Auto expo is here, and we are getting a look at the new and upcoming bikes in India. I haven’t checked all the new launches, but here are a few educated guesses.
Hero will show up with a few exciting concepts, then launch an uglier version of an existing motorcycle a few months later. Mahindra will showcase a few different version of the Mojo, and then launch nothing new. Honda will display a few bikes India could definitely use, and then launch them in Indonesia.
A Facebook friend of mine recently asked me a question, “Is it worth waiting for the upcoming motorcycles that’ll show up at the Auto expo?” He’s in the market for a new bike, planning to get rid of his Royal Enfield and pick something better. This article will try to expand my answer to him, why you shouldn’t really care about the upcoming bikes in India.
Upcoming bikes in India: 90% will never get launched
90% of the concepts never make it to production, they are just used as a marketing tool and then forgotten. Concept bikes are like those advertisements “Meet lonely females within 5 miles of your location”, they are everywhere, they claim to be your dream come true, and they are meant to fool you into buying good old repackaged bullshit.
This is especially true for the Indian market, where cheap scooties and fuel-efficient bikes sell vastly more than performance oriented machines. Why would Hero bother to create the Hastur when it sold over 165,000 Splendors just in December last yea? Why would Honda bother to bring the CB500X here when it sold 189,000 Activas in the same period?
If you see any concept bike at the Auto expo, or hear any news of an upcoming bike launch, it’s safe to assume that it’s not going to happen.
Upcoming bikes in India: 5% will get delayed
The small fraction of the bikes that do get launched get delayed, by months at least, and sometimes by years. The TVS RR310 was first displayed at Auto expo 2016, and launched just a few weeks ago. The Mojo test bikes were spied on our highways for so long that people got frustrated, finished engineering degrees, and designed their own motorcycles, all before Mojo deliveries began.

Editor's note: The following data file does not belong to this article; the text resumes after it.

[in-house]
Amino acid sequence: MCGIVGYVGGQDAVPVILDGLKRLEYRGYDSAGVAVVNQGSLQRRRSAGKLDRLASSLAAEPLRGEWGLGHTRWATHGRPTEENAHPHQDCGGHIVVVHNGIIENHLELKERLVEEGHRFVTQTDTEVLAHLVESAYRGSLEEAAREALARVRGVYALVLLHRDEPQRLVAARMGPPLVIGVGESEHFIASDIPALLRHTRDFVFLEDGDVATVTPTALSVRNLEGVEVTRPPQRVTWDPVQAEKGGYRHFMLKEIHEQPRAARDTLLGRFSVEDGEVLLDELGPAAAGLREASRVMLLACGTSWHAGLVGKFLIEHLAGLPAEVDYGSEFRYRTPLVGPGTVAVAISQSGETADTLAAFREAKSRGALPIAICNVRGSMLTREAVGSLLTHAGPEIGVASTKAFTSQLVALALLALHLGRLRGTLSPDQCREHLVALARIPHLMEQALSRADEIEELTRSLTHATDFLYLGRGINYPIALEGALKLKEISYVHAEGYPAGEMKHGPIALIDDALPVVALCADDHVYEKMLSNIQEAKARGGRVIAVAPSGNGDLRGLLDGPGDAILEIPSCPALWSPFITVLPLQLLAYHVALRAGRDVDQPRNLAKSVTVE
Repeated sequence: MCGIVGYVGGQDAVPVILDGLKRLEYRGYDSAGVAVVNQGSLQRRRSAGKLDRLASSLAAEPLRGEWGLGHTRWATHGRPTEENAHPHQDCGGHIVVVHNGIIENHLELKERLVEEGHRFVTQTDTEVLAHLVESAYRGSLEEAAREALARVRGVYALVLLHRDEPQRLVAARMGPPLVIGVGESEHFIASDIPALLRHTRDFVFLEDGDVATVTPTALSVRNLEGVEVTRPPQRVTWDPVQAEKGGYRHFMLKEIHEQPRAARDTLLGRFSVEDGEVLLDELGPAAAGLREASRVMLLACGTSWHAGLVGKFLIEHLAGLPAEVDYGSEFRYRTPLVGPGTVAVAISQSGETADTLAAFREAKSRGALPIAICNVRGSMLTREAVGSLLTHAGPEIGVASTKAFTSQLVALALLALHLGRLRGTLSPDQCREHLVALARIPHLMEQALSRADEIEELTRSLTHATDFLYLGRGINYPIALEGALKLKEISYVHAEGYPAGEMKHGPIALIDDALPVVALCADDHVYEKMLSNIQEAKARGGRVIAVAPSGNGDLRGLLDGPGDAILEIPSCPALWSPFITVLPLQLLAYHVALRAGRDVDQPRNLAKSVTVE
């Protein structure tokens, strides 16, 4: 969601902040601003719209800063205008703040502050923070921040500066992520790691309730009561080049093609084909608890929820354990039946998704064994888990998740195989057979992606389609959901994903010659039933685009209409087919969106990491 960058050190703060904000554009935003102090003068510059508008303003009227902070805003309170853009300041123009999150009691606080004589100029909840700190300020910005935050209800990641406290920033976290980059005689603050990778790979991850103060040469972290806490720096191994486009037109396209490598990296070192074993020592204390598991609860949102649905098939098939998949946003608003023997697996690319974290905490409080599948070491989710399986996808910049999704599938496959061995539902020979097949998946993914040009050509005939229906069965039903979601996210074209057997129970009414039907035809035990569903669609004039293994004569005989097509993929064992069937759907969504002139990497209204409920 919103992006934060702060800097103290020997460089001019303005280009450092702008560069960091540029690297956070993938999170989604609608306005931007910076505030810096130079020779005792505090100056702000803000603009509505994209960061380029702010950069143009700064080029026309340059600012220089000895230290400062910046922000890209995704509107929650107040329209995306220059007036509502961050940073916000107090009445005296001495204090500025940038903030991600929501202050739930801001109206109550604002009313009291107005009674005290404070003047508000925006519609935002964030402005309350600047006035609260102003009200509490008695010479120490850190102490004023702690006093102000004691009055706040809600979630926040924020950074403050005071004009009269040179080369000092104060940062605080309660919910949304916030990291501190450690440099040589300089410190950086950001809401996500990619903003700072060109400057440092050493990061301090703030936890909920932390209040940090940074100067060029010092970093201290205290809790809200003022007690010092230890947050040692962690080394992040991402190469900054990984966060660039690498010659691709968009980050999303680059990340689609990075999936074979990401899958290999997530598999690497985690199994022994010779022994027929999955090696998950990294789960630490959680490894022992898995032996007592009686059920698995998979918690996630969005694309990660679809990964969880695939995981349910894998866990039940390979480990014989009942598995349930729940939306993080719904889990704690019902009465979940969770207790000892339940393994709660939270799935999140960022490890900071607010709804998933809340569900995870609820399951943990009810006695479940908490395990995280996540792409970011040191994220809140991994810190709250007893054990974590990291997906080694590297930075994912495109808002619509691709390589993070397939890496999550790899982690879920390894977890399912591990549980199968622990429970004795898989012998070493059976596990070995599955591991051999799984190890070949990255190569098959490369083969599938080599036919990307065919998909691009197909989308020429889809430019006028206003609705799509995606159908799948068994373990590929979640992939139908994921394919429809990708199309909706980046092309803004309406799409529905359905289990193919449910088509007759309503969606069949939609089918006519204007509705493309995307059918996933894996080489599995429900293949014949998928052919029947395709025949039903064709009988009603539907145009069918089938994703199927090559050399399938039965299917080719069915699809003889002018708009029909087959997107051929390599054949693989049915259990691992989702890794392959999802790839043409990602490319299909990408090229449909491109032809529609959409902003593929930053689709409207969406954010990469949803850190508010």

Sending a bike into production is a big decision, it marks the direction a company would take for years to come. Manufacturers use these launch news teasers as a way to gauge response from the public, what’s the probability of this bike being a success? The bigger the company, the slower they move, the longer the delay.
If you see a production ready bike at the Auto expo, or hear any news of a bike launching soon, it’s safe to assume that at least a few months will pass before anything happens.
Upcoming bikes in India: Launch to delivery is a long wait
The remaining 5% new bikes that do get launched make it into the hands of customers only after another few months. There’s always a gap between launch and first delivery, usually something around 3-6 months. The reason for this delay is obvious, the company wants deposits and commitments from customers before committing itself to the production, and they also get to decide production volumes based on the public response.
After a bike is supposedly “launched”, one of the first delays is in the delivery of test-ride vehicles. It’s easy to get a display piece, but one that needs to be ridden on the roads by future customers requires registration and insurance. The TVS RR310 was launched in the beginning of December last year, there still aren’t many test-ride bikes around the dealerships. Once the test-ride bike arrives and customers are satisfied, their machines usually take another few months to arrive.